Archive for March, 2011

In an interview with Jason Mannino, the Legend

March 5th, 2011 Comments off

Jason shares his thoughts and insights on being coached by Fran Davis.

1)  Jason, why did you choose Fran Davis when you were looking for a coach?

After I started teaching with Fran during the 2000 season I learned how much she knew about the game. At that time, I felt she was the only person that I could trust to analyze my game. We set up a video analysis session which I thought would last an hour or two, 10 hours later, after strict scrutiny, I realized I had a lot to work on and that she could help.

2)  What contributed to making you a champion?

Many things. At the end of the day, it’s all about work ethic. Although I’m sure I had plenty of raw talent, I think that what set me apart was mostly mental toughness. I worked on all the shots, serve, serve return, footwork, speed, agility, flexibility, overall honing my craft. But analyzing my game, as well as my opponent’s (game) gave me the necessary information to thrive. All that, combined with mental toughness and a hatred of losing, made me a champion.

3)  You went from being #4 to #1 How did Fran help you get there?

My strokes were always pretty good, as was my court sense. Fran helped me understand the importance of figuring out what my opponent was doing correctly, as well as identifying the holes in his game and how to capitalize on them. See, she taught me to play away from my opponent’s strengths, and into their weaknesses. Also, taking into consideration my strengths and weaknesses to determine exactly what to do against each opponent. It was all about making the correct decision in any given situation.

4)  What is your definition of a champion?

Well, a champion needs to have a certain amount of physical skill to warrant such a title. But at the end of the day, in general, a champion is someone that puts forth maximum effort in everything they do. In racquetball, it’s someone that puts forth maximum effort to achieve the highest attributes in every level of the sport.

5)  Your relationship with Fran has evolved from player/coach into partners/teachers. You’ve made a video together, teach 15-20 camps a year together and now you two have written a book together- “Championship Racquetball.”

Over the past 10 years I have taught hundreds of camps, clinics, speaking engagements, etc with Fran and we have taught each other a lot along the way. It’s been an amazing journey from creating a video together, teaching all over the world together, and now co-authoring a book together. Fran is more like family than a friend.

6)  What is your #1 Mental Toughness tip?

The same as I tell my boys! Play hard and have fun. The rest will take care of itself.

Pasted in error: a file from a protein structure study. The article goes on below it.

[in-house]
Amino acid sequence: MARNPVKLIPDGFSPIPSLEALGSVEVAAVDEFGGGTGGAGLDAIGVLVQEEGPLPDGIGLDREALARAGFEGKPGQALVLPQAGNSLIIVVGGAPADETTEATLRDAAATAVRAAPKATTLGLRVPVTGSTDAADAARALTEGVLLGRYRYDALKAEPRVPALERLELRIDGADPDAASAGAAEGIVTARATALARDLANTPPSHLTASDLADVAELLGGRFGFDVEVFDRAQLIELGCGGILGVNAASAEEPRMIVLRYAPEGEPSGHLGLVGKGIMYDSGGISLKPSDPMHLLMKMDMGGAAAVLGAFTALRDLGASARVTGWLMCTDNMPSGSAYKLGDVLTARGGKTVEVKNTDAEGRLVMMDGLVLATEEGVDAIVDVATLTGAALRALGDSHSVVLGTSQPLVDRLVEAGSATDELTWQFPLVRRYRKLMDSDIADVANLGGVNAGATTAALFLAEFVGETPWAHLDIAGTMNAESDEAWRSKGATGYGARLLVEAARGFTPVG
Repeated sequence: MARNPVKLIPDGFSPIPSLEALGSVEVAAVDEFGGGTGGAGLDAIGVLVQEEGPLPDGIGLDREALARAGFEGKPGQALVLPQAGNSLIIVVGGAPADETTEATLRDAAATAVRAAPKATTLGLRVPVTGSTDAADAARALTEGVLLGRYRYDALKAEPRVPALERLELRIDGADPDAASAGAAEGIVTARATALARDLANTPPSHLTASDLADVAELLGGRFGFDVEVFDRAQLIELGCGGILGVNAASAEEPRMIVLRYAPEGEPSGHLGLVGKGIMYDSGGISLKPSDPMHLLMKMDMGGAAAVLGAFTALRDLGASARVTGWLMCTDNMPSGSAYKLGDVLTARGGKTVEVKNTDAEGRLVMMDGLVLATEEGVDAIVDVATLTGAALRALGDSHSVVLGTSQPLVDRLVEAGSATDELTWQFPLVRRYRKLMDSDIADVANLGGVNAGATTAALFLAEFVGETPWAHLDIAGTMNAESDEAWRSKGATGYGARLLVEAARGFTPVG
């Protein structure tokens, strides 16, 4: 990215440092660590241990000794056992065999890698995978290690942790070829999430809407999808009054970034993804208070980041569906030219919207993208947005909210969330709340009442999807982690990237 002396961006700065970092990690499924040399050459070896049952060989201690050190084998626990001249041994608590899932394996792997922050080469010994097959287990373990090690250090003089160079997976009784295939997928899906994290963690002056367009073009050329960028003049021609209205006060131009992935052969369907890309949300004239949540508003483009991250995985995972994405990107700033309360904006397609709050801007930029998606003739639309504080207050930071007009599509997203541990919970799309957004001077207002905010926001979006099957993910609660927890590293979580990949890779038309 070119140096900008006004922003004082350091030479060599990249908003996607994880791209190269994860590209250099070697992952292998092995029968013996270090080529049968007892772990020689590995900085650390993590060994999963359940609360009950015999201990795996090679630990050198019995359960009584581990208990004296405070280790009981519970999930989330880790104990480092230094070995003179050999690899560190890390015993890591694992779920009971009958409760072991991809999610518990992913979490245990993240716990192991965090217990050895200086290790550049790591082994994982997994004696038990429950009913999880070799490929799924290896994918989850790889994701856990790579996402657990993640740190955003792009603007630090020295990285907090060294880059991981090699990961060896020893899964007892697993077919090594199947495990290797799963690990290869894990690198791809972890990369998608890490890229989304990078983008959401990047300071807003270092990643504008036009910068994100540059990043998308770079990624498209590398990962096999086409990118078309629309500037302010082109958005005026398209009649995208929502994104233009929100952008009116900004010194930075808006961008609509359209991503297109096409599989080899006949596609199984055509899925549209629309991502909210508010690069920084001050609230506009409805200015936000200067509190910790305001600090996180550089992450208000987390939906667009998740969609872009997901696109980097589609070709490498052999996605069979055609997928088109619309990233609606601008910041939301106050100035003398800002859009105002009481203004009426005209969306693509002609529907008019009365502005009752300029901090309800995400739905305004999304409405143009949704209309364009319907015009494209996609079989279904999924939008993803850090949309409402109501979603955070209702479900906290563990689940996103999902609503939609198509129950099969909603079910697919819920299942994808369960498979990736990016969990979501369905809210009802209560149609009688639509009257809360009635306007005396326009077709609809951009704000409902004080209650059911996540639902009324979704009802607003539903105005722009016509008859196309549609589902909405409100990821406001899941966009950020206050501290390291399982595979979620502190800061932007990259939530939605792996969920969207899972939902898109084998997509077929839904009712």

7)  Your #1 Conditioning Tip?

If you can talk during your conditioning workout, you’re not working out hard enough.

8)  What would you say is your #1 Nutritional Tip?

If you think you shouldn’t eat it, then you shouldn’t eat it!

9)  Tell us what you think is the most important Racquetball skill.

I’m often asked if I could give one tip before a match, what would it be? Well, it would be to hit the front wall! Most players try to kill the ball too often, and if they would concentrate more on hitting the front wall than on how good it feels to hit 1 out of 10 kill shots, they would be much better off.

10)  Who is “Yoda?” Can you explain your “Yoda” comment?

Many times I have referred to Fran as “Yoda” from Star Wars. The reason for that is she seems to know the answer to the question even before I ask it.  It’s almost like she’s in my mind. Yoda was the all knowing jedi-master, which pretty much encapsulates Fran.

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Sports Nutrition / Conditioning and Mental Skills Training!

March 1st, 2011 Comments off

By: Diana McNab MEd, Sports Consulting & Life Coaching; a former 8 year member of The Canadian National Ski Team now working with Elite, Olympic, Paralympic and Professional Athletes.


The number one cause of poor performance with most athletes is dehydration and a lack of proper nutrients that will enhance performance as well as heal and repair tissues and cells after practice or competition. All elite athletes start with Sports Nutrition and make sure that they understand what their body needs for strength, power, speed, finesse and recovery. Next they take their body weight and divide it by 2 ounces of water and that is how much water they need to drink every day! A lack of focus, concentration, energy and accuracy are all signs of dehydration!


Next comes cross training and conditioning for strength, speed, power, flexibility and co-ordination. Just playing racquetball is not enough. Elite athletes all work-out aerobically and anaerobically outside the court as well as use weights and pulleys for strength and power. Pound for pound you want to be long and lean and strong and flexible to outlast your opponent. Specificity of training is the key, so read Fran Davis’ “Championship Racquetball” Book for the ideal work-out!

Mental Skills Corner:

One must train the mind for Championship play! Focus, concentration, nostril breathing, visualization and pre-game psych plans are all learned skills. Once you have all the technique and shots…racquetball becomes a game of the mind. And an athlete’s mind needs to learn all the mental skills and techniques to stay in the “moment” and get into the “mental zone” of Championship Play.

These are all the things that we will be writing about in future Newsletters…so stayed tuned as we know these tools will assist you developing your “Championship Game!”

For more information on Conditioning, Nutrition, and Mental Skills e-mail Diana McNab at her e-mail address

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